8. I shall forego the gratification of my ego for the demands of the play.

I am not out there on stage.  The character I created (with the help of many others) is.  I will wear whatever the costume designer hands me (so long as it fits) and not complain, nor try to justify the non-wearing of an item because it’s “not my character” – I will find ways to make it work.  I will not have a Diva moment, because I respect my other actors and I remember we are all in this together. I will help my fellow actors when they are struggling, because I know they will help me.  I will listen to more experienced actors because they have seen more things, and been more people than I have – and one day I will be able to pass on their creativity to others.

9. I shall remember my business is to create illusion; therefore, I shall not break the illusion by appearing in costume and makeup off-stage or outside the theatre.

As fun as it might sound going to Subway in full Pirate regalia, there’s a chance I might get mud splashed on the costume that someone has worked so hard to create, or I might spill low-fat Ranch on my collar while I’m wolfing down a $5 footlong.  Also, Pirates didn’t eat hoagies, so… there’s that.

10. I shall accept my director’s and producer’s advice and counsel in the spirit in which it is given, for they can see the production as a whole and my work from the front.

I’m not the director. Yes, I have directed, and my actors received great notices.  But I was NOT hired as the director of this show. So,  I’m going to take their advice and guidance, examine what they are saying/asking of me, and apply it generously.  I also will refer to number 8 when I feel like I’m getting all bent out of shape.

11. I shall never “put on an act” while viewing other artists’ work as a member of an audience, nor shall I make caustic criticism from jealousy or for the sake of being smart.

I will say “thank you” for getting me tickets to your show, I will not feed you B.S. if you want my honest opinion of a show or your part in it. When I give you feedback, it is because I enjoyed what I saw.  I will not give you feedback on opening night, or maybe even any other night – what you create is different from what I would create if given the same part, and that’s why one production is enjoyably different from another.
If you are simply too amazing for words, I reserve the right to jokingly tell you how awful you are, because you know darn well you’re the bee’s knees.

12. I shall respect the play and the playwright and, remembering that “a work of art is not a work of art until it is finished,” I shall not condemn a play while it is in rehearsal.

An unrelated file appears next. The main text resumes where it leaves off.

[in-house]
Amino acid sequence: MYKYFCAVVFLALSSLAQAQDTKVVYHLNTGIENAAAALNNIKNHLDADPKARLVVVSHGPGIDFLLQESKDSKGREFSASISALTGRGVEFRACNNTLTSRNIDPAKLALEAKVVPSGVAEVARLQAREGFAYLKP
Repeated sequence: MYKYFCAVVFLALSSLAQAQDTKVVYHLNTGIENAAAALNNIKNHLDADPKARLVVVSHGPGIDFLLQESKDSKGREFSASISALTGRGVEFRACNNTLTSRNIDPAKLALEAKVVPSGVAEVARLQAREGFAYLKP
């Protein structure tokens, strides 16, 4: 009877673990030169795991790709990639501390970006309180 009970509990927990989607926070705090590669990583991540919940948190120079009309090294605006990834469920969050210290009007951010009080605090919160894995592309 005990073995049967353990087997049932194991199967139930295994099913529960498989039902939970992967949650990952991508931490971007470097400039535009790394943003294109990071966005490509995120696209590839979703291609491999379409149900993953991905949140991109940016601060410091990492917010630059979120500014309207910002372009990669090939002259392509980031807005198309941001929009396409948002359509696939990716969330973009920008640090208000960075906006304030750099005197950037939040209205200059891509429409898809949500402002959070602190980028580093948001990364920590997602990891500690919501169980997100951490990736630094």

“You want me….to talk…to a skull??”  You can’t see the forest for the trees.  There is magic that happens in the theater.  It often doesn’t happen until Opening Night, so I’ll keep my mouth shut because the Director has hundreds of things more to think about than I do, and they’ve probably already thought of what I wanted to tell them, and they’ll handle it when it’s time for them to handle it.

13. I shall not spread rumor or gossip which is malicious and tends to reflect discredit on my show, the theatre, or any personnel connected with them-either to people inside or outside the group.

I’m very lucky to be working at this theatre, and this group of people.  I will not treat my time here like an episode of Jerry Springer.

14. Since I respect the theatre in which I work, I shall do my best to keep it looking clean, orderly and attractive regardless of whether I am specifically assigned to such work or not.

This place is our home away from home, and we are here six days a week.  I will use the paper towel I just dried my hands with to mop up stray water droplets on the sink counter.  I will clean up after myself, and I will help others if something gets spilled. I will refill the coffee machine with water. All because the last thing we need is a color-coded chore chart.

15. I shall handle stage properties and costumes with care for I know they are part of the tools of my trade and are a vital part of the physical production.

 I will hang up my costumes and handle my props with care because I respect the time and effort that went into making them.  I do not want to buy the production a new Louis XIV settee because my behind plopped down too hard and broke through the 300 year old pine frame.  Yes, we occasionally use real stuff on stage because it’s easier than making it ourselves.

16. I shall follow rules of courtesy, deportment and common decency applicable in all walks of life (and especially in a business in close contact with the public) when I am in the theatre, and I shall observe the rules and regulations of any specific theatre where I work.

I’m going to be nice to my fellow actors because: we all have our own stuff to deal with, and while we’re at the theater, we have a 2-3 hour break from “real life”.  In turn, they’ll be nice to me, and off-work friendship may ensue.  I’ll also be nice because they also follow these “rules”, and by doing so, create a harmonious work environment where we can have fun for 2-3 hours each night.

17. I shall never lose my enthusiasm for theatre because of disappointments.

That pretty much says it right there; I feel no need to expand on that.